Immigrants And Refugees

Catholic Charities New York Hosts HOPE Count Panel Discussion

On Monday, January 27, Catholic Charities of the Archdiocese of New York hosted a panel discussion on homelessness–focusing on supportive housing options—to mark the kickoff of New York City’s annual HOPE (Homeless Outreach Population Estimate) Count. The event, held at the Chapel of the Sacred Hearts of Jesus and Mary in Manhattan, was led by Monsignor Kevin Sullivan, executive director of Catholic Charities New York (CCNY).

The panel included Larissa Story, program director, Homebase, a CCNY Community Services eviction assistance program; Alison Hughes-Kelsick, director of CCNY’s Educational Outreach Program, which provides bereavement counseling, mentoring and a storytelling program; and Harold Moss, division director, Beacon of Hope, a network of housing options for those with serious mental illnesses, with the goal of easing their re-entry into healthy community living.

Two people who have survived on the street rounded out the panel. Rachel Haddock lives in an East Harlem shelter and Arturo Rivera finally has a roof over his head and mental health care, thanks to the Catholic Charities St. Augustine Terrace Apartments supportive housing program in the Bronx. It is part of a newer network that attends not just to sheltering the body, but also to caring for the mind. Many homeless people are battling with trauma, grief and PTSD, all of which go undiagnosed and unresolved until they get help.


Haddock’s bed is part of the Holy Rosary Stabilization Bed Program—based in the former Holy Rosary Convent in East Harlem and dedicated to providing shelter and comprehensive care to people who have been on the street for years. It was started in 2016 under a partnership between Catholic Charities of the Archdiocese of New York and the Bowery Residents Committee (BRC) with funding from the Department of Homeless Services (DHS). Haddock said her father died within the last five years and added that she has a distrust of people and had been sleeping on the trains, sometimes going two or three days without rest.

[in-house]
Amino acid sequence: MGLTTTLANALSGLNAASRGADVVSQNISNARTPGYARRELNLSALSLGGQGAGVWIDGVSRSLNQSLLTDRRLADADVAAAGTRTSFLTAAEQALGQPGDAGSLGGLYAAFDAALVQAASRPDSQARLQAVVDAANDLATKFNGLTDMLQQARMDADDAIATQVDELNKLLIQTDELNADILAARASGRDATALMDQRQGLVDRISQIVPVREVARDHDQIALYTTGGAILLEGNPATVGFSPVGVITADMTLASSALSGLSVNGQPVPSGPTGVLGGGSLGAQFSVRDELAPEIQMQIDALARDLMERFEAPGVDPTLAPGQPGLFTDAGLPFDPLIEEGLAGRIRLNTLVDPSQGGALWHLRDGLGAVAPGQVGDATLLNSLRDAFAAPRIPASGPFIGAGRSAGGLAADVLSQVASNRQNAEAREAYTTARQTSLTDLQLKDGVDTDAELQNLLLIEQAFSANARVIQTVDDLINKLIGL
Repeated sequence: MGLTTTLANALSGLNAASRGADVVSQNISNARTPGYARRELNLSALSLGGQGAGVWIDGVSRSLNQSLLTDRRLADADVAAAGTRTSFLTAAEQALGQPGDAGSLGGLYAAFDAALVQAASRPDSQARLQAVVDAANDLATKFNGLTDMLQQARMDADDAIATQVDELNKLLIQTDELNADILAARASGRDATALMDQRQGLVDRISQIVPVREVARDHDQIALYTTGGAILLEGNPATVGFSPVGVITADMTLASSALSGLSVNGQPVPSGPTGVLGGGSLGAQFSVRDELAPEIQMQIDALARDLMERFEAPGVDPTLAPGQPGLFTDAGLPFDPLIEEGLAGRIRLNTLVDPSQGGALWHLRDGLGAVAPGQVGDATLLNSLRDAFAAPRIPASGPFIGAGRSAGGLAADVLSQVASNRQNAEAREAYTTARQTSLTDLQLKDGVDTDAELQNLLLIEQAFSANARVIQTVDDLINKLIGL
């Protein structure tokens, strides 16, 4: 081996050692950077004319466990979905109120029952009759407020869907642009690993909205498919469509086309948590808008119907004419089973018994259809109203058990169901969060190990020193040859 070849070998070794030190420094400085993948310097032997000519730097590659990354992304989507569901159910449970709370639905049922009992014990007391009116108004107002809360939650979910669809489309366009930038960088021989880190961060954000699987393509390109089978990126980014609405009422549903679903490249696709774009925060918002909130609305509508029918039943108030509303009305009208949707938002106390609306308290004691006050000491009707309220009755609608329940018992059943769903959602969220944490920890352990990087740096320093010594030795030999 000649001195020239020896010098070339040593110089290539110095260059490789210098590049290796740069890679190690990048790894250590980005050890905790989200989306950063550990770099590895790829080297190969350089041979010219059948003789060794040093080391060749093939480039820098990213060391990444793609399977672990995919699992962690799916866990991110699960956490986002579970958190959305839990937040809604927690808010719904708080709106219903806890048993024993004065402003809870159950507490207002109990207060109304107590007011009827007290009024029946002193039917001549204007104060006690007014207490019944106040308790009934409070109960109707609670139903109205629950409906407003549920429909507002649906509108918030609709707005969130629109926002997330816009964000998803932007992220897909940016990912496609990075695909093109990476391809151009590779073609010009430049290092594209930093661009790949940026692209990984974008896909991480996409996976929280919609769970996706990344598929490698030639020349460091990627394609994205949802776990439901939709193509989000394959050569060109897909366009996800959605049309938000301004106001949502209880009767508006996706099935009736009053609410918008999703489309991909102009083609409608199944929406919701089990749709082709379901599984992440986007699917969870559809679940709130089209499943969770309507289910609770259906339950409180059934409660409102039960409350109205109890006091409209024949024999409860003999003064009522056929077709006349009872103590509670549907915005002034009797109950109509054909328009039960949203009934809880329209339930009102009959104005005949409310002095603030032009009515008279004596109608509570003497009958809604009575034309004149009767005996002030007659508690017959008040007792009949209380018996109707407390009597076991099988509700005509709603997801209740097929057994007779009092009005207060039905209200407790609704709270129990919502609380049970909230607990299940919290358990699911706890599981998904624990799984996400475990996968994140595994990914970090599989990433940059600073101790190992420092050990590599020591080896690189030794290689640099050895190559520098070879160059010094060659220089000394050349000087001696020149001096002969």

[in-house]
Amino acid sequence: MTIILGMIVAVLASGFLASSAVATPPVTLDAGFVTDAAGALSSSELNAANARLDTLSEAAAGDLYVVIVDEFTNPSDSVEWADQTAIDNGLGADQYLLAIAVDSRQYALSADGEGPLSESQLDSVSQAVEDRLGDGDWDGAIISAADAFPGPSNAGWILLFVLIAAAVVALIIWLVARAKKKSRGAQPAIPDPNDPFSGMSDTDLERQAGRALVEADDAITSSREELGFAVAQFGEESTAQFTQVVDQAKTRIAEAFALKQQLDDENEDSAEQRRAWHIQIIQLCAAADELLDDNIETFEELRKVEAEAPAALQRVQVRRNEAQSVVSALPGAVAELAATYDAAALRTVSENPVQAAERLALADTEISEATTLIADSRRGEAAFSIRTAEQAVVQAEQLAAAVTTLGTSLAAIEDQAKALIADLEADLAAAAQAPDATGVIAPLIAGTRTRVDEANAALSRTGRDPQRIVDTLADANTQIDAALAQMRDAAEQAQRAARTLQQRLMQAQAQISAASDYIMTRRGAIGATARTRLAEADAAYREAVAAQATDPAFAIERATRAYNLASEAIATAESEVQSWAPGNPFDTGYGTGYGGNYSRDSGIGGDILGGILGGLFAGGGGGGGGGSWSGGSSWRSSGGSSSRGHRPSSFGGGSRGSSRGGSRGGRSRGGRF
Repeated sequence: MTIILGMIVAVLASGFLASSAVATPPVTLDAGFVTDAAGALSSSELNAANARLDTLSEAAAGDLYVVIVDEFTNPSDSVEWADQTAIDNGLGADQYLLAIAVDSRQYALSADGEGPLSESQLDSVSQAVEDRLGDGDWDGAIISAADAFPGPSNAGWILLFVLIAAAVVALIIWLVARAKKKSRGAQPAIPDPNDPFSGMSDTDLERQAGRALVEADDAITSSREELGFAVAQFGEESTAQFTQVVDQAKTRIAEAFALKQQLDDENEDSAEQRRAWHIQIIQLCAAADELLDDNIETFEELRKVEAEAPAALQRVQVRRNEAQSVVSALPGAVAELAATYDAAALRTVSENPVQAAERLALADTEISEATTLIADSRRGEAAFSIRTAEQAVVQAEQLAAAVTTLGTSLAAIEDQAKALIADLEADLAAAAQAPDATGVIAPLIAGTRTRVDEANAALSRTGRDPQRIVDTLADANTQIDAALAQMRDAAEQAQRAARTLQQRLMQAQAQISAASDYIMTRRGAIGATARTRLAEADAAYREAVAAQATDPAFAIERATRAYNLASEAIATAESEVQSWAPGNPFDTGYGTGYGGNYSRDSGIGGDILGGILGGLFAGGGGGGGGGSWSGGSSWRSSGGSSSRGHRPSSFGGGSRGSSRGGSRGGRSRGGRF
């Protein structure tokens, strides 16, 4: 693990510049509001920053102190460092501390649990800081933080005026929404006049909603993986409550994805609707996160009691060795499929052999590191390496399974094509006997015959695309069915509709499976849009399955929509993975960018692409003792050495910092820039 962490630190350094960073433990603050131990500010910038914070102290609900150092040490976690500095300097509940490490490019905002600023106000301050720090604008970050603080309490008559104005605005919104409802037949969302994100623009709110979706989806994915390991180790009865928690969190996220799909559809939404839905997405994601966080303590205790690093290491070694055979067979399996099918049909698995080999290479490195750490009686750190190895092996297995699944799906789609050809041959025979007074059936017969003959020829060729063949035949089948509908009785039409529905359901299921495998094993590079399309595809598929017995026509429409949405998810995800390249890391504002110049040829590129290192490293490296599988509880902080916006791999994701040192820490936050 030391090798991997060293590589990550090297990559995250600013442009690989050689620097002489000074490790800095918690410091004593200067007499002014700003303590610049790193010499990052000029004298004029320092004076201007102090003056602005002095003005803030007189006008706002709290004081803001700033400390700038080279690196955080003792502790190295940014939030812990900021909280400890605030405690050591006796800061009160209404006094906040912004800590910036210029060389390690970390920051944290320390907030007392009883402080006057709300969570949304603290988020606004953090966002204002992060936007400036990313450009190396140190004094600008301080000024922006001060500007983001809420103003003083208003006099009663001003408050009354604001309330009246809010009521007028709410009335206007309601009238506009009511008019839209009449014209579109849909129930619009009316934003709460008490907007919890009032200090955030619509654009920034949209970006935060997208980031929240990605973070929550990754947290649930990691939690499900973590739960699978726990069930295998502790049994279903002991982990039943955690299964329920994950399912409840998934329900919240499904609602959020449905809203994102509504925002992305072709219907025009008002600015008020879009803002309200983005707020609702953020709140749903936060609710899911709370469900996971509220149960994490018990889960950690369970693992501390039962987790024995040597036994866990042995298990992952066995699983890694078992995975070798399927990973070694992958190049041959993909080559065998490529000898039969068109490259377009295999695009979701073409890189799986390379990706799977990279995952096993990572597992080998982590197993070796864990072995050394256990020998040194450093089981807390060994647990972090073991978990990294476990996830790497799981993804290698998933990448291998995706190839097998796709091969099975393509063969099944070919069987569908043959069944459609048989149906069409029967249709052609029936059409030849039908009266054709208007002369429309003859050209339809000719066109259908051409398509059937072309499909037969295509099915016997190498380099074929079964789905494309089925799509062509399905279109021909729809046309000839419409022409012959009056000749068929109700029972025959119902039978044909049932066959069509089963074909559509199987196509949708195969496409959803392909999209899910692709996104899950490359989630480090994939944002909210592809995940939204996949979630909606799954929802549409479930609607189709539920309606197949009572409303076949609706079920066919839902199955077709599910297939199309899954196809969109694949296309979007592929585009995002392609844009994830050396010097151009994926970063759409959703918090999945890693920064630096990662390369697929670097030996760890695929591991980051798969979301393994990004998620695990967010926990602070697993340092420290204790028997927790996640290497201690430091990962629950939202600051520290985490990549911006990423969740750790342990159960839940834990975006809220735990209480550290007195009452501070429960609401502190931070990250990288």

“Often, all people need is a smile,” she said, when audience members asked how to interact with the homeless.

But it also takes the gift of patience and often, many repeated attempts to convince someone who is lost and wandering that he or she can take safe shelter and find honest support in the midst of our bustling city. 


“You want to help somebody, but sometimes, people aren’t ready to be helped,” Monsignor Sullivan said. “The challenge is engaging people, getting them to participate in some of these services. It may take between 12 and 16 times of asking for someone to accept the offer.”

“That trust takes a while,” Moss agreed. “Homeless people need respect, and this is what we give to them,” said Hughes-Kelsick. “They have become invisible.”

Her agency focuses on addressing mental illness and frequent addictions to alcohol and drugs. She said the storytelling arm of the program is vital because someone “can claim their story, have a voice and have the power to share it by giving it away.”

“I came from a nice home. My mother raised me,” Rivera said. “I suffer from mental health problems. I was always in and out of the psych wards throughout the city.” He added that he is happy at St. Augustine. “I’m friends with everybody. I love the community activities, the bingo. And I see a therapist twice a month and a psychiatrist once a month.”

St. Augustine Terrace is an affordable, multi-family complex built on the site of the former St. Augustine Church. The newly constructed 12-story development includes on-site parking, a landscaped terrace, a community room and Beacon of Hope offices.

It is part of a larger initiative of the Archdiocese of New York and Catholic Charities of New York to upcycle underutilized church properties into affordable housing units throughout the city. In the next 10 years it is expected that 2,000 affordable units will be built. Locations under development include St. Philip Neri and St. Vincent de Paul Center, both in the Bronx.


Before the volunteers headed out into the dark for the annual count, Monsignor Sullivan bowed his head in prayer.

“Almighty God, we ask your blessing on our sisters and brothers whom we will encounter tonight as we walk the streets of our neighborhood,” Monsignor said. “May our reaching out to them, we pray, be an opportunity for them to be less fearful.”

CCNY volunteers canvassed neighborhoods in Manhattan, the Bronx and Staten Island. For more information or to join next year’s HOPE count, visit the city’s DHS website.